I wish people could get their facts straight.

A movie is an artwork. Artwork can be copyrighted.

A master key is a binary INTEGER. Integers cannot be copyrighted.



Another reason to NOT support Sony on this case:

http://www.mcvuk.com/news/42690/Sony-vs-Hotz-sends-dangerous-message

 

EFF claims lawsuit against PS3 hack scares off researchers and customers

The Electronic Frontier Foundation has spoken out against Sony’s efforts to prosecute George Hotz, the man behind the PS3 hack.

The civil liberties group claims that the legislation that forms the basis of Sony’s lawsuit – the Digital Millennium Copyright Act and the Computer Fraud and Abuse Act – can be used to unfairly punish customers.

It could even scare off legitimate security researchers, who “will be afraid to publish their results lest they be accused of a circumventing a technological protection measure”.

On its website, the EFF said: “We’ve been concerned that the Computer Fraud and Abuse Act could be abused to try to make alleged contract violations into crimes. We’ve never been sorrier to be right. These two things are precisely what’s happening in Sony vs Hotz.

“Sony is sending another dangerous message: that it has rights in the computer it sells you even after you buy it, and therefore can decide whether your tinkering with that computer is legal or not.



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fordy said:
KylieDog said:
superchunk said:
KylieDog said:
superchunk said:

While I get irritated at what his hacking has allowed on the PS3 and overall Pirating in general, I am 100% behind him in this battle.

When you purchase any product, that product is yours. If you choose to set it on fire you can. If you choose to paint it pink with yellow dots, you can. If you choose to completely re-purpose the product via its software, you fucking can. Its yours.

Its the same argument I have against the smart phone industry. I shouldn't have to break my warranty by rooting my Android phone just to remove all the horrible bloat ware Verizon pushes on the device. The company has a right to preinstall whatever the fuck they want, but I should not be forced to use it and have every right to remove it so I can have the device operate the way I want it to. If I go buy a Dell PC and take it home, I can relatively easily remove any preinstalled software. However, I can't on my phone?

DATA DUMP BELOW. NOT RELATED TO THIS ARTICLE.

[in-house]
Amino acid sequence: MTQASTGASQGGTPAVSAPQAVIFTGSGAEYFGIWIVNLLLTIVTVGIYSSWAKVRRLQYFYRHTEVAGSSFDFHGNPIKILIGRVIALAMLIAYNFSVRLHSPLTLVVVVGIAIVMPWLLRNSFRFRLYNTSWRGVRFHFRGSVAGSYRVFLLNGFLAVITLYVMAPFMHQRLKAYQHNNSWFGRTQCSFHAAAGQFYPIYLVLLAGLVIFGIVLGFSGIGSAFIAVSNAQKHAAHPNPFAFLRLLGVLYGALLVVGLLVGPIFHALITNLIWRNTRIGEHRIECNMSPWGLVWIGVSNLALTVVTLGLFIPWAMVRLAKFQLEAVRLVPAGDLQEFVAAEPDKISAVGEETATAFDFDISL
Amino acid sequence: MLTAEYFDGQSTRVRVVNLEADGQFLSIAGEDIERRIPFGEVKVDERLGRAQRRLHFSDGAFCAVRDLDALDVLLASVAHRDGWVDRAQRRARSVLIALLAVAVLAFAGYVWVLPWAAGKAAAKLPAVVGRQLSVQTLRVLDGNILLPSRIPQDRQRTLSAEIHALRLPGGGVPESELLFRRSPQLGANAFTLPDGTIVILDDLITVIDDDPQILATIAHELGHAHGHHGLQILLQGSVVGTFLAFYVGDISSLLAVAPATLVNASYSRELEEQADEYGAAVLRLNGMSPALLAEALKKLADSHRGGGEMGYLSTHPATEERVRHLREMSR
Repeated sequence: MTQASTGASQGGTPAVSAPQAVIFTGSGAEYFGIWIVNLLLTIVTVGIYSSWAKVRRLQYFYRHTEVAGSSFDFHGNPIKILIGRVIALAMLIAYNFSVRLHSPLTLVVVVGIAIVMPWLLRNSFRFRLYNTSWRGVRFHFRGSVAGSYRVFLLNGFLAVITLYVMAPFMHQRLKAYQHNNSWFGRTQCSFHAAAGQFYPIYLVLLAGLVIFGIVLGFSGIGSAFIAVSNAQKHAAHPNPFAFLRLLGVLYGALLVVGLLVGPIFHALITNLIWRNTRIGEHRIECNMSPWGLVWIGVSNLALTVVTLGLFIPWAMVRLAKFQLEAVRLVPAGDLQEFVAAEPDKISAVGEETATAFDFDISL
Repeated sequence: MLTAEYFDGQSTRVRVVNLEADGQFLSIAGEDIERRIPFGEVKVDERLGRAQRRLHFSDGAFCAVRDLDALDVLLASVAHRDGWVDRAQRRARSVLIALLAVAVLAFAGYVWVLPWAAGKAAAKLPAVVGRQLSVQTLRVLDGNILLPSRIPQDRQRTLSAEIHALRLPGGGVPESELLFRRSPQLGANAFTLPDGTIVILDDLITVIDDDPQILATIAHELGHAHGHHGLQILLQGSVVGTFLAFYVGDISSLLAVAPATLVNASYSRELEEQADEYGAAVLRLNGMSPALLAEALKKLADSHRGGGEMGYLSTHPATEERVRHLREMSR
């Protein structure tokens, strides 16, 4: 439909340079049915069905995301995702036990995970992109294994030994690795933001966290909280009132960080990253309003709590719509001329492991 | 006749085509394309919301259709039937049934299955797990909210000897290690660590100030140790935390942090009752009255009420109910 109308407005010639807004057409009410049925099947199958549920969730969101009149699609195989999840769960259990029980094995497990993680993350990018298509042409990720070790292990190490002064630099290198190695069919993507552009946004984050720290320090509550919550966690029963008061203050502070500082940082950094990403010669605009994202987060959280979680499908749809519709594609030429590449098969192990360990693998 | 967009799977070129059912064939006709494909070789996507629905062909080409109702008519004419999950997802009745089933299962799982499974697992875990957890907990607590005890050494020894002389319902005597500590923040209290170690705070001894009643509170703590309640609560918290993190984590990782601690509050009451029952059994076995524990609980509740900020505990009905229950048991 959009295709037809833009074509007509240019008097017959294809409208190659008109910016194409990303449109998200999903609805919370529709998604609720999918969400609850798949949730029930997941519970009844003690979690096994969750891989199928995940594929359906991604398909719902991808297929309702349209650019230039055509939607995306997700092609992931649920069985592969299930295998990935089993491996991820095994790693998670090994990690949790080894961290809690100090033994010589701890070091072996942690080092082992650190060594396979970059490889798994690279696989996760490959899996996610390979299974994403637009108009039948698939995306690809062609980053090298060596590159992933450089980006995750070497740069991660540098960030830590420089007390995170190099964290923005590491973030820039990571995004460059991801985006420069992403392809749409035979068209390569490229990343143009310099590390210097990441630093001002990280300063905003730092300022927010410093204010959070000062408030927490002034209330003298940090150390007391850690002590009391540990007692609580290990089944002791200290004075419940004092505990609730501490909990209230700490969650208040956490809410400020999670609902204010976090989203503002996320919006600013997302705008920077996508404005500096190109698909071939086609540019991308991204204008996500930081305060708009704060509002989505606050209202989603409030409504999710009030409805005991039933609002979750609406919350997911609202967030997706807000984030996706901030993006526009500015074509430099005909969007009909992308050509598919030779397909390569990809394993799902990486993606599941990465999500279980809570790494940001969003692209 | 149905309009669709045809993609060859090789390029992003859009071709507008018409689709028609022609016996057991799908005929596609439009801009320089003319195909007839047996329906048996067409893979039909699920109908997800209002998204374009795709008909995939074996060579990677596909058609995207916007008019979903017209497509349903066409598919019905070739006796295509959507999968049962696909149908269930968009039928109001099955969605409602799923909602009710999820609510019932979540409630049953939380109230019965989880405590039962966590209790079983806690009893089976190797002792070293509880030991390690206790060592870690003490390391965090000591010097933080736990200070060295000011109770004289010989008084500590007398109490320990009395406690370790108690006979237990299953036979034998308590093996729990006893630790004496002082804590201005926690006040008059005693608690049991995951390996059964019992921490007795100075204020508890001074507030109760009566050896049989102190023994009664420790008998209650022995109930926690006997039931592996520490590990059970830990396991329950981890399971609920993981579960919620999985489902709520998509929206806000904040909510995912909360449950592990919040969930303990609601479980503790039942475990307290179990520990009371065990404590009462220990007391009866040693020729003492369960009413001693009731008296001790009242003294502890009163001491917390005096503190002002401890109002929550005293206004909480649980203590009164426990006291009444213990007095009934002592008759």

For some reason companies have moved into a setup where they think they have the legal right to force their consumers to use a device only the way they decide. That's BS and that's why I support Geohot is this court case.

I want this precedent set so we the consumer will actually own our products again.


You are one of the people that do not even understand what he has done wrong.

Enlighten me on what he did unlawfully or morally wrong.

He hacked his personal belongings for his stated purpose to personalize it with what he wants on it.


What he has done is the same as if he bought a movie on DVD.  That DVD is his to do what he wants with it but the film on the DVD does not belong to him is belongs to the makers, so when he starts posting the film for everyone to see he screwed up.  This is no different.


I wish people could get their facts straight.

A movie is an artwork. Artwork can be copyrighted.

A master key is a binary INTEGER. Integers cannot be copyrighted.


I wonder if you guys would feel the same if the dude had posted a way to hack visa card transactions...

I mean you guys keep arguing you can do whatever you want with your PS3 right ?

So the same thing should hold true for your credit card right ?( which in most europeans countries actually hold a chip).

So if he wins, technically anyone can hack into their credit card tomorrow right ?



PS3-Xbox360 gap : 1.5 millions and going up in PS3 favor !

PS3-Wii gap : 20 millions and going down !

Ail said:

I wonder if you guys would feel the same if the dude had posted a way to hack visa card transactions...

You're missing the point, since all hardware that makes those transactions IS owned by Visa, whereas a sold PS3 does not belong to Sony. It belongs to the consumer.



Man I hate hackers! ruins gaming.



fordy said:
Ail said:

I wonder if you guys would feel the same if the dude had posted a way to hack visa card transactions...

You're missing the point, since all hardware that makes those transactions IS owned by Visa, whereas a sold PS3 does not belong to Sony. It belongs to the consumer.


Visa owns my credit card ?

That's new to me... They may own the devices that read those cards but in most civilized countries ( except the US that are very backwards in that area) credit cards actually have chips and software on them...

These is what I am talking about :

http://en.wikipedia.org/wiki/Smart_card



PS3-Xbox360 gap : 1.5 millions and going up in PS3 favor !

PS3-Wii gap : 20 millions and going down !

Ail said:
fordy said:
Ail said:

I wonder if you guys would feel the same if the dude had posted a way to hack visa card transactions...

You're missing the point, since all hardware that makes those transactions IS owned by Visa, whereas a sold PS3 does not belong to Sony. It belongs to the consumer.


Visa owns my credit card ?

That's new to me... They may own the devices that read those cards but in most civilized countries ( except the US that are very backwards in that area) credit cards actually have chips and software on them...

These is what I am talking about :

http://en.wikipedia.org/wiki/Smart_card

Yes. Read the terms and conditions when applying. All credit cards remain the property of the credit card company.